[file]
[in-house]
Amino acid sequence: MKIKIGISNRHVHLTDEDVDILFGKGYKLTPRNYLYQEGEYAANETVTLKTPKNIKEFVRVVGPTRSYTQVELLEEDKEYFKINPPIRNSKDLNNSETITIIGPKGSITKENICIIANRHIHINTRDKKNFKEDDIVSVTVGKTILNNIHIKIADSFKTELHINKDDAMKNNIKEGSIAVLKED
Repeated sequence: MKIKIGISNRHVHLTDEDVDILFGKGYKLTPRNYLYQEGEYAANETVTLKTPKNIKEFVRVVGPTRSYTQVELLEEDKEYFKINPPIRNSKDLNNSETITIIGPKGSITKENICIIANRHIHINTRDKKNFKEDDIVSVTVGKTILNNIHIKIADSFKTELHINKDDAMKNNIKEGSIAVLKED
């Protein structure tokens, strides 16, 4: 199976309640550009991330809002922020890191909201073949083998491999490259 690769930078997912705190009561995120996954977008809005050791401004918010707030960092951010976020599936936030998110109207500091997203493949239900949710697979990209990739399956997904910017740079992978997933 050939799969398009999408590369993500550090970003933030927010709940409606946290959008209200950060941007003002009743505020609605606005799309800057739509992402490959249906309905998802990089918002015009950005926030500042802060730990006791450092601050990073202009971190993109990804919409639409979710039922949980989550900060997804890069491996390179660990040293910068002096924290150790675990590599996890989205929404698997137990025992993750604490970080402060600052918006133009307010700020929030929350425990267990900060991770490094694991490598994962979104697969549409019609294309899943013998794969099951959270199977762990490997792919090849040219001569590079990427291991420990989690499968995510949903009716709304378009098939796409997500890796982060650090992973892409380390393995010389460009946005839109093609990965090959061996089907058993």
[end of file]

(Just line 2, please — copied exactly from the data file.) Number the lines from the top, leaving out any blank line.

Amino acid sequence: MKIKIGISNRHVHLTDEDVDILFGKGYKLTPRNYLYQEGEYAANETVTLKTPKNIKEFVRVVGPTRSYTQVELLEEDKEYFKINPPIRNSKDLNNSETITIIGPKGSITKENICIIANRHIHINTRDKKNFKEDDIVSVTVGKTILNNIHIKIADSFKTELHINKDDAMKNNIKEGSIAVLKED